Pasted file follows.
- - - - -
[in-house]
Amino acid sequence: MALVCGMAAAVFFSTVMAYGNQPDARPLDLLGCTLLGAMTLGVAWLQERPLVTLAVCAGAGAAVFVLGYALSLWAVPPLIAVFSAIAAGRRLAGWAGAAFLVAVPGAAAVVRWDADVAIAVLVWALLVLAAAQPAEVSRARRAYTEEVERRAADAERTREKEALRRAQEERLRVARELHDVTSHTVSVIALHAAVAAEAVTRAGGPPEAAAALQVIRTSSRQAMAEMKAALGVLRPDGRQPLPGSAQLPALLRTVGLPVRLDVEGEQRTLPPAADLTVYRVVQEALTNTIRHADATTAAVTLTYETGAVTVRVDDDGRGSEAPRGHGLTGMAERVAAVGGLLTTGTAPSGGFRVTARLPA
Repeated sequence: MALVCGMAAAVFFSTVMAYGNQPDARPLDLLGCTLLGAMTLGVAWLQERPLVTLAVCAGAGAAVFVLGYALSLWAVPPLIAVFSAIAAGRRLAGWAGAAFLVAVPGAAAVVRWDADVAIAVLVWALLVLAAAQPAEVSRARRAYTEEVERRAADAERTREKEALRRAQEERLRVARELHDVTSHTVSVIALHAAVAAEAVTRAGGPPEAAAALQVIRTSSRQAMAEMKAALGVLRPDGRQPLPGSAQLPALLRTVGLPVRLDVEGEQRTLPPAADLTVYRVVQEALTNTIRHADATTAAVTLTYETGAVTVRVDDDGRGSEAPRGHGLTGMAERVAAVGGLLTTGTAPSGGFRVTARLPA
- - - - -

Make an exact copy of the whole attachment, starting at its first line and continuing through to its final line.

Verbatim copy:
[in-house]
Amino acid sequence: MALVCGMAAAVFFSTVMAYGNQPDARPLDLLGCTLLGAMTLGVAWLQERPLVTLAVCAGAGAAVFVLGYALSLWAVPPLIAVFSAIAAGRRLAGWAGAAFLVAVPGAAAVVRWDADVAIAVLVWALLVLAAAQPAEVSRARRAYTEEVERRAADAERTREKEALRRAQEERLRVARELHDVTSHTVSVIALHAAVAAEAVTRAGGPPEAAAALQVIRTSSRQAMAEMKAALGVLRPDGRQPLPGSAQLPALLRTVGLPVRLDVEGEQRTLPPAADLTVYRVVQEALTNTIRHADATTAAVTLTYETGAVTVRVDDDGRGSEAPRGHGLTGMAERVAAVGGLLTTGTAPSGGFRVTARLPA
Repeated sequence: MALVCGMAAAVFFSTVMAYGNQPDARPLDLLGCTLLGAMTLGVAWLQERPLVTLAVCAGAGAAVFVLGYALSLWAVPPLIAVFSAIAAGRRLAGWAGAAFLVAVPGAAAVVRWDADVAIAVLVWALLVLAAAQPAEVSRARRAYTEEVERRAADAERTREKEALRRAQEERLRVARELHDVTSHTVSVIALHAAVAAEAVTRAGGPPEAAAALQVIRTSSRQAMAEMKAALGVLRPDGRQPLPGSAQLPALLRTVGLPVRLDVEGEQRTLPPAADLTVYRVVQEALTNTIRHADATTAAVTLTYETGAVTVRVDDDGRGSEAPRGHGLTGMAERVAAVGGLLTTGTAPSGGFRVTARLPA